University of California, Santa Barbara singers lit up the stage on April 20 at the second annual Gauchella event, which was held at the Theater and Dance building on campus. Female a cappella group VocalMotion coordinated the festival, showcasing a plethora of other UCSB a cappella groups, dance groups, singer-song writers, entertainers, comedians, and festival booths galore.
“Gauchella is kind of the UCSB version of Coachella. You have your three venues and you have overlapping performances going on all the time,” VocalMotion singer and fourth-year economics and accounting major with a multimedia communications minor, Lisa Gray, said. “Ideally what it should eventually be one day is just a lot of tabling, kind of like the Fun and Fitness Festival at the beginning of the school year. Just like a really big exposure kind of event. It’s free and you just want everyone to see everyone else. A lot of these groups normally make you pay to see their shows or they are just once a quarter, or you just don’t know about them. People were sitting in the audience today telling me ‘I didn’t know we had these groups,’ and that’s why this is here.”
The origins of Gauchella go beyond emulating the famous desert festival. Gray explained that it grew out of a glee club that she started in 2012.
“The idea kind of came from that to have an event that was similar to the club itself, which was bonding genres. Because we have a cappella groups. We have dance groups. We have like different kind of things going on, and they don’t really cross borders and perform together. So I wanted to have something really collaborative, and that’s just where it started,” Gray said.
The event began with VocalMotion, who graced the indoor theatre stage at 1 p.m. The group’s delivery of beautifully layered harmonies and catchy moves was an upbeat way to begin Gauchella, and set the tone for the day. Among many songs, VocalMotion covered “Born This Way” by Lady Gaga and “We Made You” by Eminem. Immediately following VocalMotion, audience members were ushered to the outdoor stage to witness the crisply executed moves of the Urban Dance Company at 1:30 p.m.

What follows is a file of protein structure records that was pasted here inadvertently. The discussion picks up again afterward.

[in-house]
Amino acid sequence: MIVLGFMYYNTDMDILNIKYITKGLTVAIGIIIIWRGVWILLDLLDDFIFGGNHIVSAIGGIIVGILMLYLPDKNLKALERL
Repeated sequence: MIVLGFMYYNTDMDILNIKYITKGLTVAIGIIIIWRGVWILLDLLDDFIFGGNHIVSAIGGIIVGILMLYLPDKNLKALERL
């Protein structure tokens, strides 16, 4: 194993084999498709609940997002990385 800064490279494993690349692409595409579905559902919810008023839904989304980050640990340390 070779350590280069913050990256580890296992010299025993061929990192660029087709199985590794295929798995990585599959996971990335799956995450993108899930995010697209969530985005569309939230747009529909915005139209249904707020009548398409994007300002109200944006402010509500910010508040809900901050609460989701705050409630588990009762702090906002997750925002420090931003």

In the same vein as Coachella, Gauchella featured a similarly packed lineup of performances that had viewers moving from stage to stage to catch the next best thing. It was impossible to catch every performance, but in addition to the aforementioned, I was able to witness the Philipino Cultural Night Choir sing one of the coolest covers of “Imagine” by John Lennon, Black Reign’s inspiring dance routine, Kenneth Mangum’s fervently memorable voice, the always spirited UCSB Pep Band, the heavenly aural expressions of New Century Voices, Mike Newsom, and Nolan Theurer performing an awesome version of “Crash Into Me” by Dave Mathews Band, Naked Voices’ cool rendition of a collage of all of Michael Jackson’s greatest hits, the InterVals, who performed two incredibly moving covers of “Raise Your Glass” by P!nk and “Jar of Hearts” by Christina Perri, and the duo performance of Robert Wojtkiewicz on guitar, coupled with Megan Gibbs’s passionate, enchanting voice.
My favorite performance by far came from the only all-male a cappella group on campus, Brothas From Otha Mothas, or BFOM. BFOM was the only group of the day that I saw get cheered on and off the stage by an overwhelming surge of audience enthusiasm. It was my first time seeing the group, and if their overwhelming welcoming by the audience didn’t say enough on their behalf, their performance most certainly did. BFOM magnificently combined music brilliance with hilarious entertainment; for example, they skillfully covered a very intriguing cover of “Take On Me” by A-Ha, with filtered in moments of fake trumpet playing by Daniel Park and the all-encompassing awkward silence, which had the audience giggling for seconds of sitting on the edge of their seats anxiously anticipating what was next.
“Hopefully people had a good enough time that they will want to come back and then invite their friends. Kind of like a word of mouth type of thing. And as the acts get better and when you get better acts, the event will continue to get better because the standard is raised,” Ian Charbonnet, a BFOM member and fourth-year psychology and philosophy double major, said. “So I would say that the next couple years of Gauchella should be continually getting more and more fun, more and more entertaining, and with more and more people.”
Photo of Improvability courtesy of UCSB Gauchella